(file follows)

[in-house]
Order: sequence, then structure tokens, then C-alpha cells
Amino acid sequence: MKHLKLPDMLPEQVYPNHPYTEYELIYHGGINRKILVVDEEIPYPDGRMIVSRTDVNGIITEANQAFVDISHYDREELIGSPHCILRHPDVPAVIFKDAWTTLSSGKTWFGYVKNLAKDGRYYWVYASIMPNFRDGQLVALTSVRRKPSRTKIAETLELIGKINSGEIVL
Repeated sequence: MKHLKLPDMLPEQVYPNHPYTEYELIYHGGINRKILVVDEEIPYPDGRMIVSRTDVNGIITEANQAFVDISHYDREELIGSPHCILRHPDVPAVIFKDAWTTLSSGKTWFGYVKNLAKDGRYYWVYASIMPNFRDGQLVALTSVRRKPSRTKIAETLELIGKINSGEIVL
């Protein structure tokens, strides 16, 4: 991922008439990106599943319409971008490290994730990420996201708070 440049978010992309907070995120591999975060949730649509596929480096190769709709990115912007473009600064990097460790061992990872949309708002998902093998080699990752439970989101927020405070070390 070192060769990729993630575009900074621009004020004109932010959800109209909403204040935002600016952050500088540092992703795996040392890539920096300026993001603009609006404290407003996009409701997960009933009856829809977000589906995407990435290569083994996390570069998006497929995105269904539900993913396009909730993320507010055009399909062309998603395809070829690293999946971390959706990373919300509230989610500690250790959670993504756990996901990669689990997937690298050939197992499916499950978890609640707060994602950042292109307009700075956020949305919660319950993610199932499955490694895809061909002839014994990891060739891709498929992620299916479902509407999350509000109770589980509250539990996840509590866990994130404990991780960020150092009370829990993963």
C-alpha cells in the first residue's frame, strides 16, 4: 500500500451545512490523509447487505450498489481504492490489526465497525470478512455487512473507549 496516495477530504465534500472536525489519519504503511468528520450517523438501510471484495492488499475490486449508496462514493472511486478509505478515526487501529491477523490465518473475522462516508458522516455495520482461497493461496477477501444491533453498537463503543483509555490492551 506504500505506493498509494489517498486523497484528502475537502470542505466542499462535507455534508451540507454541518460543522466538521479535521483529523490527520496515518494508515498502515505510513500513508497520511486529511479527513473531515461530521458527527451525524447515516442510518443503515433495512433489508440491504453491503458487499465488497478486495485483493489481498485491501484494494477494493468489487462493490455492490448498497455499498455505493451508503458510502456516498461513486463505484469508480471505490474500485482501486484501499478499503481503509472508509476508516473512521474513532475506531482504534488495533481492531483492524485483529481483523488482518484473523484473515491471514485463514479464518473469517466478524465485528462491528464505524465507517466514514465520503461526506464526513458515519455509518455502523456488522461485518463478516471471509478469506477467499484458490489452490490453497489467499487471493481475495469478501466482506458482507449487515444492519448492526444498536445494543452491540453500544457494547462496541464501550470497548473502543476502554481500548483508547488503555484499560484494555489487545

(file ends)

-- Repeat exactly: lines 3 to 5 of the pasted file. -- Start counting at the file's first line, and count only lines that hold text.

Amino acid sequence: MKHLKLPDMLPEQVYPNHPYTEYELIYHGGINRKILVVDEEIPYPDGRMIVSRTDVNGIITEANQAFVDISHYDREELIGSPHCILRHPDVPAVIFKDAWTTLSSGKTWFGYVKNLAKDGRYYWVYASIMPNFRDGQLVALTSVRRKPSRTKIAETLELIGKINSGEIVL
Repeated sequence: MKHLKLPDMLPEQVYPNHPYTEYELIYHGGINRKILVVDEEIPYPDGRMIVSRTDVNGIITEANQAFVDISHYDREELIGSPHCILRHPDVPAVIFKDAWTTLSSGKTWFGYVKNLAKDGRYYWVYASIMPNFRDGQLVALTSVRRKPSRTKIAETLELIGKINSGEIVL
């Protein structure tokens, strides 16, 4: 991922008439990106599943319409971008490290994730990420996201708070 440049978010992309907070995120591999975060949730649509596929480096190769709709990115912007473009600064990097460790061992990872949309708002998902093998080699990752439970989101927020405070070390 070192060769990729993630575009900074621009004020004109932010959800109209909403204040935002600016952050500088540092992703795996040392890539920096300026993001603009609006404290407003996009409701997960009933009856829809977000589906995407990435290569083994996390570069998006497929995105269904539900993913396009909730993320507010055009399909062309998603395809070829690293999946971390959706990373919300509230989610500690250790959670993504756990996901990669689990997937690298050939197992499916499950978890609640707060994602950042292109307009700075956020949305919660319950993610199932499955490694895809061909002839014994990891060739891709498929992620299916479902509407999350509000109770589980509250539990996840509590866990994130404990991780960020150092009370829990993963």